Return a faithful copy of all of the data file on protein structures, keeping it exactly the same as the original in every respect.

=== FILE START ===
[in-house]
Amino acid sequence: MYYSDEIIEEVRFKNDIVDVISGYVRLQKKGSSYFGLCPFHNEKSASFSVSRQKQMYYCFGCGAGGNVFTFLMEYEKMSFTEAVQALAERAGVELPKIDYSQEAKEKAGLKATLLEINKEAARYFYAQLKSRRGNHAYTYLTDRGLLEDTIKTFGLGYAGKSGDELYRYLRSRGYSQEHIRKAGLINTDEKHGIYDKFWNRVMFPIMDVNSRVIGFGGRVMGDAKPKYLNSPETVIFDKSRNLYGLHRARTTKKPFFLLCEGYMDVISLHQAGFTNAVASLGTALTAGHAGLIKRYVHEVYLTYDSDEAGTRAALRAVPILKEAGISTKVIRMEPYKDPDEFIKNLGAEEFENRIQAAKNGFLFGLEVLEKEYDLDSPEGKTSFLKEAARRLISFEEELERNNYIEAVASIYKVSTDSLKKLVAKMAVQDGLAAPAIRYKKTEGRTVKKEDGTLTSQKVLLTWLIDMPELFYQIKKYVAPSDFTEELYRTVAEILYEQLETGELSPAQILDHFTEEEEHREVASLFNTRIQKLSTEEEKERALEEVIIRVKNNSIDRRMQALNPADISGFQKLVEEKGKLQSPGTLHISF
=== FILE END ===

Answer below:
[in-house]
Amino acid sequence: MYYSDEIIEEVRFKNDIVDVISGYVRLQKKGSSYFGLCPFHNEKSASFSVSRQKQMYYCFGCGAGGNVFTFLMEYEKMSFTEAVQALAERAGVELPKIDYSQEAKEKAGLKATLLEINKEAARYFYAQLKSRRGNHAYTYLTDRGLLEDTIKTFGLGYAGKSGDELYRYLRSRGYSQEHIRKAGLINTDEKHGIYDKFWNRVMFPIMDVNSRVIGFGGRVMGDAKPKYLNSPETVIFDKSRNLYGLHRARTTKKPFFLLCEGYMDVISLHQAGFTNAVASLGTALTAGHAGLIKRYVHEVYLTYDSDEAGTRAALRAVPILKEAGISTKVIRMEPYKDPDEFIKNLGAEEFENRIQAAKNGFLFGLEVLEKEYDLDSPEGKTSFLKEAARRLISFEEELERNNYIEAVASIYKVSTDSLKKLVAKMAVQDGLAAPAIRYKKTEGRTVKKEDGTLTSQKVLLTWLIDMPELFYQIKKYVAPSDFTEELYRTVAEILYEQLETGELSPAQILDHFTEEEEHREVASLFNTRIQKLSTEEEKERALEEVIIRVKNNSIDRRMQALNPADISGFQKLVEEKGKLQSPGTLHISF